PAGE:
British scientist Peter Brady, while working on an invisibility formula, suffers a tragic accident which turns himself invisible. Unfortunately, there is no antidote, so, while working on a...
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Ben Matlock is a very expensive criminal defense attorney who charges $100,000 to take a case. Fortunately, he's worth every penny as he and his associates defend his clients by finding the real killer.
In this science-fiction anthology series host Truman Bradley introduces stories extrapolated from actual scientific data available in the 1950's, concentrating on such concepts as space ... See full summary »
British scientist Peter Brady, while working on an invisibility formula, suffers a tragic accident which turns himself invisible. Unfortunately, there is no antidote, so, while working on a method to regain his visibility, he undertakes missions for his government stopping bad guys. Written by
Marty McKee <firstname.lastname@example.org>
In the opening episode, the characters of Diane and Sally are said to be Dr. Peter Brady's widowed sister and her daughter. But later segments refer to them as having the same surname as the brother/uncle, Brady, rather than that of the late husband/father, as if "Dee" is his widowed sister-in-law. See more »
[first lines of series]
Dr. Peter Brady:
My name is Peter Brady. For some time now, I've been engaged in highly secret experiments designed to bring about a great step forward in man's conquest of space and time. Here in my lab, working night and day, I've been prying into the mysteries of the future. Only a few hours ago I felt that there were secrets that would never be known here on Earth. And then suddenly, in the midst of routine experiments, a strange and unpredicted event took place. Whether a mistake or ...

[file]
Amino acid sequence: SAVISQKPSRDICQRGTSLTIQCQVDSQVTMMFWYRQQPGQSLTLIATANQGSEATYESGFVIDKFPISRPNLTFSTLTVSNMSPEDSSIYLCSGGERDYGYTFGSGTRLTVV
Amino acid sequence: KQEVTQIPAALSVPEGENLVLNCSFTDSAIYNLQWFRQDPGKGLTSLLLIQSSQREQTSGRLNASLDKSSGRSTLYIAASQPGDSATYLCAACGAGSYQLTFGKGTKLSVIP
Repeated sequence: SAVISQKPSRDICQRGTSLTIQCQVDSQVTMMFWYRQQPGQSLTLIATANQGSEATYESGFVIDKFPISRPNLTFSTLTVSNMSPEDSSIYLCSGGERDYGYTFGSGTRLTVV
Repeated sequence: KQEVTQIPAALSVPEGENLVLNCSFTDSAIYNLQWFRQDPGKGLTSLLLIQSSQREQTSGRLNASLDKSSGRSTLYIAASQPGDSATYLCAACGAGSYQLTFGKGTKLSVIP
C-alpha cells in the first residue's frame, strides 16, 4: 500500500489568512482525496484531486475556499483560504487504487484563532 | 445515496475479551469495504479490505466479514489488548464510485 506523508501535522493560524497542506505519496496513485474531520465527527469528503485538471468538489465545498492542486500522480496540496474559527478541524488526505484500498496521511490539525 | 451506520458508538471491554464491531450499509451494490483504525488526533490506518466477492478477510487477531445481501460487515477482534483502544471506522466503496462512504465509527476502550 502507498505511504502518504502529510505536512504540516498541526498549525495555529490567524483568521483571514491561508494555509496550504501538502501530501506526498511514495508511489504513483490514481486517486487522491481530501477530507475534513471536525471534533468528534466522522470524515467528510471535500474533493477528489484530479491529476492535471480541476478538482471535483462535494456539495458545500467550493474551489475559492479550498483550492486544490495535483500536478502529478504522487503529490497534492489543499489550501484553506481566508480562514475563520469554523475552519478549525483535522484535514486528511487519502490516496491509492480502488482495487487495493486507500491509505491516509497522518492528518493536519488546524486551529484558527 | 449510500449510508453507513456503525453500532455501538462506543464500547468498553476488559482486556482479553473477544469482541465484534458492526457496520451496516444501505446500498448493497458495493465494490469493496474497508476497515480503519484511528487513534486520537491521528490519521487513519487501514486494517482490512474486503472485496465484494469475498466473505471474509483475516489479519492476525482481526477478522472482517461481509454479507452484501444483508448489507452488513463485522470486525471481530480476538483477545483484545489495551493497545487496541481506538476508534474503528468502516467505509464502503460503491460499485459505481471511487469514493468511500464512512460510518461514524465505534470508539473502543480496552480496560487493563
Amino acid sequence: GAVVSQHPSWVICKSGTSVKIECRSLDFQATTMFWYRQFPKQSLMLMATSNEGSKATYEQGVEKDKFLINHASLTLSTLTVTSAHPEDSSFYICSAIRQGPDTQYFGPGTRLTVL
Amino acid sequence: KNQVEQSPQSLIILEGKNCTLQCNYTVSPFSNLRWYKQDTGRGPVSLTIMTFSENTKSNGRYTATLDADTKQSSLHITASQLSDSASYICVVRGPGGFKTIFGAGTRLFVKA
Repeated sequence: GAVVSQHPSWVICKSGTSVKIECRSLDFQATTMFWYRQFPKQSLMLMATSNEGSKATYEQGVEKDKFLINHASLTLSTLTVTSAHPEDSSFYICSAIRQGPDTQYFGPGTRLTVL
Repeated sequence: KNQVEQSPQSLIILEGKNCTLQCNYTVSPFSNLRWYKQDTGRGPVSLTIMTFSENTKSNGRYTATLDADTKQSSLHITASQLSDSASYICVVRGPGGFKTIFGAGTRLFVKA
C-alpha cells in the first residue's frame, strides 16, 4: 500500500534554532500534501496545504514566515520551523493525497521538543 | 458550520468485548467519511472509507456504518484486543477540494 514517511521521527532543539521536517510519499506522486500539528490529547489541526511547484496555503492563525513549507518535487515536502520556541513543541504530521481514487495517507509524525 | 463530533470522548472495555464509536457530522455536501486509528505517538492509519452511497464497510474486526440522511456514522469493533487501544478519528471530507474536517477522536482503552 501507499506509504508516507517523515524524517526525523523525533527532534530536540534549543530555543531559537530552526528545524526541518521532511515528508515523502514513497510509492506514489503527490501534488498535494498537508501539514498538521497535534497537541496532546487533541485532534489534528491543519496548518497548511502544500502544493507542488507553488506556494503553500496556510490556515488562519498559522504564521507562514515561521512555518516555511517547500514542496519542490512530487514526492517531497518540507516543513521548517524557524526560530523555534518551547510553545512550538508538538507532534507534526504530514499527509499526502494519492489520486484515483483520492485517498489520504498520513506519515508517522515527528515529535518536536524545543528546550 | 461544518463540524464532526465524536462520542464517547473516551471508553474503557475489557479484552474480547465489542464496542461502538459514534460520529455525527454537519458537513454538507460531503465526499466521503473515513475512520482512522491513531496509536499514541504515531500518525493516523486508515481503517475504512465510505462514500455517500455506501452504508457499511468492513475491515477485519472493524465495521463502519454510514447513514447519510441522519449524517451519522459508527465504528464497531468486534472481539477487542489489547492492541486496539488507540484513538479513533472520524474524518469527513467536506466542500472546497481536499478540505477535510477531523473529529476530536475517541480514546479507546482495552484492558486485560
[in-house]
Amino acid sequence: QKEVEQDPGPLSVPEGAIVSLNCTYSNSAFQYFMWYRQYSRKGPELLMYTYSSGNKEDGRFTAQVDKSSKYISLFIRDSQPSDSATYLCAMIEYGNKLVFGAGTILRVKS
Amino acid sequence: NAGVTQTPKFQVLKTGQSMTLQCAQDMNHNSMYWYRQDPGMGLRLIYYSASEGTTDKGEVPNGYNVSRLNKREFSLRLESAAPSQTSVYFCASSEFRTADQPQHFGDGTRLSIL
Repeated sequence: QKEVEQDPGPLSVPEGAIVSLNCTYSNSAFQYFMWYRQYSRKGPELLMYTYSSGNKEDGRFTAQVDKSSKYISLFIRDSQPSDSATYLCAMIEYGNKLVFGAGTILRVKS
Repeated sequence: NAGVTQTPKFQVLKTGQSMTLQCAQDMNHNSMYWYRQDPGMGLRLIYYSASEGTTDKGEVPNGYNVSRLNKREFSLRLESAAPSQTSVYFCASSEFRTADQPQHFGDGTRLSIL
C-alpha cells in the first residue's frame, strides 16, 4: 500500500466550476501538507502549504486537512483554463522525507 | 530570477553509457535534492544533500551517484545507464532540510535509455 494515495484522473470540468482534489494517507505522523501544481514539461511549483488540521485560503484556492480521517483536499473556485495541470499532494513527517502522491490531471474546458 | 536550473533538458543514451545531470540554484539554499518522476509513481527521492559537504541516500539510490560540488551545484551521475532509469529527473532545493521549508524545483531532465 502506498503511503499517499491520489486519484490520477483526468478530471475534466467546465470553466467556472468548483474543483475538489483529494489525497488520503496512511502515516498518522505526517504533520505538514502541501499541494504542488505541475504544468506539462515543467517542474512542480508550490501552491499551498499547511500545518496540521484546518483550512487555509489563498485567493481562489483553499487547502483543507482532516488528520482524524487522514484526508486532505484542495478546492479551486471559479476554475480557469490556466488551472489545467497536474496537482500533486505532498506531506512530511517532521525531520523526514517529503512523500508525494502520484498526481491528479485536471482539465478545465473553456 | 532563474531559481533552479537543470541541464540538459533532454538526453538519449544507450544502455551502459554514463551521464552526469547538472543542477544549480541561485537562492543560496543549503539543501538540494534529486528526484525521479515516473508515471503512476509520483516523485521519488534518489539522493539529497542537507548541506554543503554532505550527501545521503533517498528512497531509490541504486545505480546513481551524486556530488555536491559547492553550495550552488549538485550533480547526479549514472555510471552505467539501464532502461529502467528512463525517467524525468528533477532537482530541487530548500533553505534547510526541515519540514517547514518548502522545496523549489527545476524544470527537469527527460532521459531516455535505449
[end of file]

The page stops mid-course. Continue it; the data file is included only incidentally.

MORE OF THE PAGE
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This must have been a wondrous new addition to 1950s Television? Made by the ITC company, who always managed to produce something a little different from the endless cops and robber/western import shows from America. Its very easy to criticise this series in the 21st century, but if you look at it in the context of the time it was made, It was pretty darn clever. The special effects were ambitious for their day and still look effective, as good as or even better than an expensively made series like 'The Outer Limits'(1963) where there was no attempt to hide special effect 'wires' at all . It must have been terribly difficult trying to make a show like this in television time and budget? Certainly this show's effects stand up well against the 1975 'Invisible Man' remake series which used a lot of chroma key overlay for effects and consequently the large amount of blue fuzz, made it unconvincing.
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